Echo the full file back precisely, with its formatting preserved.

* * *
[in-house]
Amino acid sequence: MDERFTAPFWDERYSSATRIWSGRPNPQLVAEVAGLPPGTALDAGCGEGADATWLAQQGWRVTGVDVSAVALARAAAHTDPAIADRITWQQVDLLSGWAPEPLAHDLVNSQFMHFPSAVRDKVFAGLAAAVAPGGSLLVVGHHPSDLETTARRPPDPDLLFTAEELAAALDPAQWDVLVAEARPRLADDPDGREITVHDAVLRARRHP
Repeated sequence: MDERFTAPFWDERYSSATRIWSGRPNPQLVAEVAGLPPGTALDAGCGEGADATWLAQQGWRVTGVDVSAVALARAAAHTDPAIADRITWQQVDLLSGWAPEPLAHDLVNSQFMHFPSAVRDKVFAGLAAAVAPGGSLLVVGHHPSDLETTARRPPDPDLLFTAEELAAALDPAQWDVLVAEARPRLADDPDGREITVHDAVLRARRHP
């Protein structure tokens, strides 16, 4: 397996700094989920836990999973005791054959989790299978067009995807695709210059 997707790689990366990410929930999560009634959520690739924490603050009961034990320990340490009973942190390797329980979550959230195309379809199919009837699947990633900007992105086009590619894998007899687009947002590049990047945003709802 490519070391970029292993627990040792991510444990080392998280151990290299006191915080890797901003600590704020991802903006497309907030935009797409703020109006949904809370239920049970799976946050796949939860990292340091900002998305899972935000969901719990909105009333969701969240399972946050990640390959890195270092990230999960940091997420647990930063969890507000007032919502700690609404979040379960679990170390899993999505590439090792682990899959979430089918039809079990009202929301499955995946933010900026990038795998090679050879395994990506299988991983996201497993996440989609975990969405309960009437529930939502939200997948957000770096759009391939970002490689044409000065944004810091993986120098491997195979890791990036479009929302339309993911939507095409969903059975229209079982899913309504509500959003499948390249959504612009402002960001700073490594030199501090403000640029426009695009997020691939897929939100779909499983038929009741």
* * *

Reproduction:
[in-house]
Amino acid sequence: MDERFTAPFWDERYSSATRIWSGRPNPQLVAEVAGLPPGTALDAGCGEGADATWLAQQGWRVTGVDVSAVALARAAAHTDPAIADRITWQQVDLLSGWAPEPLAHDLVNSQFMHFPSAVRDKVFAGLAAAVAPGGSLLVVGHHPSDLETTARRPPDPDLLFTAEELAAALDPAQWDVLVAEARPRLADDPDGREITVHDAVLRARRHP
Repeated sequence: MDERFTAPFWDERYSSATRIWSGRPNPQLVAEVAGLPPGTALDAGCGEGADATWLAQQGWRVTGVDVSAVALARAAAHTDPAIADRITWQQVDLLSGWAPEPLAHDLVNSQFMHFPSAVRDKVFAGLAAAVAPGGSLLVVGHHPSDLETTARRPPDPDLLFTAEELAAALDPAQWDVLVAEARPRLADDPDGREITVHDAVLRARRHP
């Protein structure tokens, strides 16, 4: 397996700094989920836990999973005791054959989790299978067009995807695709210059 997707790689990366990410929930999560009634959520690739924490603050009961034990320990340490009973942190390797329980979550959230195309379809199919009837699947990633900007992105086009590619894998007899687009947002590049990047945003709802 490519070391970029292993627990040792991510444990080392998280151990290299006191915080890797901003600590704020991802903006497309907030935009797409703020109006949904809370239920049970799976946050796949939860990292340091900002998305899972935000969901719990909105009333969701969240399972946050990640390959890195270092990230999960940091997420647990930063969890507000007032919502700690609404979040379960679990170390899993999505590439090792682990899959979430089918039809079990009202929301499955995946933010900026990038795998090679050879395994990506299988991983996201497993996440989609975990969405309960009437529930939502939200997948957000770096759009391939970002490689044409000065944004810091993986120098491997195979890791990036479009929302339309993911939507095409969903059975229209079982899913309504509500959003499948390249959504612009402002960001700073490594030199501090403000640029426009695009997020691939897929939100779909499983038929009741």